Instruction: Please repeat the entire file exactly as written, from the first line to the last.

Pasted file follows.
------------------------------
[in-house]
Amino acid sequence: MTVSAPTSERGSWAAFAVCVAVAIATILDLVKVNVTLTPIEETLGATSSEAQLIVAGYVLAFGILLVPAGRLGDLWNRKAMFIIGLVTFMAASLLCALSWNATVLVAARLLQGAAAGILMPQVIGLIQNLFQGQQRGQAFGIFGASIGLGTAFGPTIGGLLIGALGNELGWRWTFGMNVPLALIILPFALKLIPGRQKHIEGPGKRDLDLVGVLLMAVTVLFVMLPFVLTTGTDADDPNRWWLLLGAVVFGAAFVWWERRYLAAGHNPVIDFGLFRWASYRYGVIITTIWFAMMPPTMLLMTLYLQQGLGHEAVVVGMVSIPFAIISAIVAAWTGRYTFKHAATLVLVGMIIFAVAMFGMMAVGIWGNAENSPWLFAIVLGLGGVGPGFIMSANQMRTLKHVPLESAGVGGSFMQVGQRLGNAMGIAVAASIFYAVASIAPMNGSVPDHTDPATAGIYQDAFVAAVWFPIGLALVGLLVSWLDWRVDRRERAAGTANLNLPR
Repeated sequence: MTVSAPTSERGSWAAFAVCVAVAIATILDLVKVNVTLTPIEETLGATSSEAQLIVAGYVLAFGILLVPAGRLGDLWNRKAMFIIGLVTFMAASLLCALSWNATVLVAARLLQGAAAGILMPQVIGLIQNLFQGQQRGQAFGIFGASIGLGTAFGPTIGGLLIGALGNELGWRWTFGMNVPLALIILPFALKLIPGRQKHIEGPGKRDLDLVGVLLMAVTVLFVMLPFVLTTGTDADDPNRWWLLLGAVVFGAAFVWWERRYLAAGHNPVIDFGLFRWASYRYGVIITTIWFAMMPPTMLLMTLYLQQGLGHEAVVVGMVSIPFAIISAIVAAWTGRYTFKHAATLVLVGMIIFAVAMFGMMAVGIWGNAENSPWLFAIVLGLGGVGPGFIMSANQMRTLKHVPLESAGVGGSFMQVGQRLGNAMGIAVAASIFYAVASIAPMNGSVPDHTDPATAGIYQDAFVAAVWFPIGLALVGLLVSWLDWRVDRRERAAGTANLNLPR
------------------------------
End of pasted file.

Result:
[in-house]
Amino acid sequence: MTVSAPTSERGSWAAFAVCVAVAIATILDLVKVNVTLTPIEETLGATSSEAQLIVAGYVLAFGILLVPAGRLGDLWNRKAMFIIGLVTFMAASLLCALSWNATVLVAARLLQGAAAGILMPQVIGLIQNLFQGQQRGQAFGIFGASIGLGTAFGPTIGGLLIGALGNELGWRWTFGMNVPLALIILPFALKLIPGRQKHIEGPGKRDLDLVGVLLMAVTVLFVMLPFVLTTGTDADDPNRWWLLLGAVVFGAAFVWWERRYLAAGHNPVIDFGLFRWASYRYGVIITTIWFAMMPPTMLLMTLYLQQGLGHEAVVVGMVSIPFAIISAIVAAWTGRYTFKHAATLVLVGMIIFAVAMFGMMAVGIWGNAENSPWLFAIVLGLGGVGPGFIMSANQMRTLKHVPLESAGVGGSFMQVGQRLGNAMGIAVAASIFYAVASIAPMNGSVPDHTDPATAGIYQDAFVAAVWFPIGLALVGLLVSWLDWRVDRRERAAGTANLNLPR
Repeated sequence: MTVSAPTSERGSWAAFAVCVAVAIATILDLVKVNVTLTPIEETLGATSSEAQLIVAGYVLAFGILLVPAGRLGDLWNRKAMFIIGLVTFMAASLLCALSWNATVLVAARLLQGAAAGILMPQVIGLIQNLFQGQQRGQAFGIFGASIGLGTAFGPTIGGLLIGALGNELGWRWTFGMNVPLALIILPFALKLIPGRQKHIEGPGKRDLDLVGVLLMAVTVLFVMLPFVLTTGTDADDPNRWWLLLGAVVFGAAFVWWERRYLAAGHNPVIDFGLFRWASYRYGVIITTIWFAMMPPTMLLMTLYLQQGLGHEAVVVGMVSIPFAIISAIVAAWTGRYTFKHAATLVLVGMIIFAVAMFGMMAVGIWGNAENSPWLFAIVLGLGGVGPGFIMSANQMRTLKHVPLESAGVGGSFMQVGQRLGNAMGIAVAASIFYAVASIAPMNGSVPDHTDPATAGIYQDAFVAAVWFPIGLALVGLLVSWLDWRVDRRERAAGTANLNLPR